The Department of Revenue must return $2.94 billion to taxpayers because state revenues blew past the allowable amount under a voter-approved law, Auditor Suzanne Bump confirmed Thursday.

In a report that shifts the spotlight back to the Baker administration and the Legislature, Bump certified that the 1986 tax cap law known as Chapter 62F set the maximum fiscal 2022 state tax revenue figure at $38,871,154,627. State government collected $41,812,654,358 in FY22, leading to an overage of $2,941,499,731, Bump said.

"According to Chapter 62F, a return of this amount in the form of a credit must be effectuated by the commissioner of DOR," Bump said.

The auditor said her review "requires us to do more than check DOR's math," and her team applied "generally accepted government auditing standards in our review to verify the accuracy and completeness of the report provided by DOR."

"This provides us with reasonable assurance required by those standards that DOR's figures are correct," Bump said.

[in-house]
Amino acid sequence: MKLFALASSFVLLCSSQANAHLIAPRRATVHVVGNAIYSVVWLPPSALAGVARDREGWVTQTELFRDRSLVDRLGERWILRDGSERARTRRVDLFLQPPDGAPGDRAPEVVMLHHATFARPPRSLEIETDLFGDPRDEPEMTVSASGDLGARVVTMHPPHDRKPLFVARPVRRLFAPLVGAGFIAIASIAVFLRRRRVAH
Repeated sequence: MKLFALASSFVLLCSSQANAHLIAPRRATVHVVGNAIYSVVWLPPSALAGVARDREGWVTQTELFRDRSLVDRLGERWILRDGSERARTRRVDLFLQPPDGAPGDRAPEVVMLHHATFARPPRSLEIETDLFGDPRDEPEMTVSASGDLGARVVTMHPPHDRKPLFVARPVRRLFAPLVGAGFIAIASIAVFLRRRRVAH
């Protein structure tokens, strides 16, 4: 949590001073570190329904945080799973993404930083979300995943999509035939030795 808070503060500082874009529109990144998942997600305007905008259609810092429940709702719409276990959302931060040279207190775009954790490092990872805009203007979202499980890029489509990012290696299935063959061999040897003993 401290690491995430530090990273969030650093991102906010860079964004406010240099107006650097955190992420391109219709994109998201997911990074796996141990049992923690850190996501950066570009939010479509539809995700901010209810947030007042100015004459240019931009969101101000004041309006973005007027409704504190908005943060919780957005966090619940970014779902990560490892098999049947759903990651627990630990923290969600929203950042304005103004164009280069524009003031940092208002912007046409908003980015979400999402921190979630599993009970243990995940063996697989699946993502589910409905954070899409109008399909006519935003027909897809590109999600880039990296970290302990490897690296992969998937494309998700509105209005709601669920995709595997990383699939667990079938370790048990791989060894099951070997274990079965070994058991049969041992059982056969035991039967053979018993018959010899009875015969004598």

Details about how the money will flow back to Bay Staters remain unclear. An administration official said this week the statute calls for excess revenue to be distributed on a proportional basis, meaning taxpayers with a higher income tax liability last year will receive a larger boost.

The auditor's report confirmed the estimates the administration produced and factored into a closeout supplemental budget Gov. Charlie Baker filed, which seeks to set aside $2.94 billion to be steered back to taxpayers.

Lawmakers have not touched that bill since it landed in the House Ways and Means Committee, and they have not made clear if they would revive a $4 billion economic development and tax relief bill they shelved amid confusion over the impact of 62F relief.